A few years ago, The Athletic’s Seth Partnow launched a project he came to call NBA Player Tiers. The idea was a fairly basic one: ranking the top 125 players in the league after each season separating them into tiers instead of building an ordered 1-to-125 ranking.
The main reason for approaching the task this way is to avoid little-detail arguments about who should be one or two spots ahead in such a vast landscape, even more considering how tight and small the margins are when it comes to comparing the best professional basketball players doing it in the NBA.
Back in the first edition, only Mitchell Robinson (Tier 5A) represented the New York Knicks. A year ago, with the Knicks making the postseason after a big free-agent spending spree to strengthen the roster, as many as six Knicks appeared on the list with all of Julius Randle, Kemba Walker (both in Tier 4A), Derrick Rose (Tier 4B), Evan Fournier, Immanuel Quickley (Tier 5A), and Nerlens Noel (Tier 5B) finding their way there.
Now, entering the 2022-23 campaign, five players are repping the Knicks brand in Partnow’s list: Jalen Brunson (Tier 4A), Immanuel Quickley, Julius Randle, RJ Barrett, and Quentin Grimes (all Tier 5). Brunson, who made it to Tier 4A thanks to his Mavericks days, is part of a select group of just 44 players split into Tier 4B (25 players) and Tier 4A (19) where he resides. The other four players (those who have already played in New York’s threads) all belong to Tier 5, which includes players ranked between the top 85 and top 125 following Partnow’s evaluation system.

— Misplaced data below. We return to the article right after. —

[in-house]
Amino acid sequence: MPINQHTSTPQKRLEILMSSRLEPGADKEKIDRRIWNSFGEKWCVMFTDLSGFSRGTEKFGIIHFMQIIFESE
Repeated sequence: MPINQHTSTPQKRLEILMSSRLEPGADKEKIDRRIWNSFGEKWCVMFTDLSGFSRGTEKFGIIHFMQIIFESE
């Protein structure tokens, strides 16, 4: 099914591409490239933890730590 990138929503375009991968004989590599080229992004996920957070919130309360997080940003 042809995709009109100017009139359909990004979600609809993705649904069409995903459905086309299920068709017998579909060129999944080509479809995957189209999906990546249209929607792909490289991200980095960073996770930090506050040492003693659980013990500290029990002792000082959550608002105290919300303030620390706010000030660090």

All of the above means that, yes, RJ Barrett has finally broke into the top-125 players of the league after missing on it in the 2020 and 2021 editions while Quentin Grimes is also following him at that. On the other hand, Derrick Rose, Kemba Walker, Evan Fournier, and Nerlens Noel have all fallen down and out of the ranks, missing on them entirely. Mitchell Robinson also failed to get ranked for the second year in a row. It also means that Brunson, the same one who has put the FO under hot fire after it “overpaid” for his services, is a top 85 NBA player, or getting into the finer details (he’s part of Tier 4A, slightly above all Tier 4B members) a top 60 players entering next season. Not bad for an overpayment, if you ask me.
Anyway, keep in mind that players slotted in the same tier are all meant to bring a similar level of production to the table. Of course, metrics will give a better idea of where everyone’s truly at. For example, Mike Conley has the highest EPM—Estimated Plus/Minus—among those in Tier 5 at 3.9 compared to Ayo Dosunmu’s tier-lowest mark of minus-3.32.
Similarly, Immanuel Quickley’s RAPM (read more about it here) of 2.85 is the highest mark (0.76 points above second-best 2.09 by Jae Crowder) compared to the tier-lowest minus-1.93 figure posted by Norman Powell.
I have taken the data present in Partnow’s first entry (the one covering the Tier 5: 85-125) and built a couple of plots to make it easier to digest where the New York Knicks sit in terms of different metrics among those in this tier.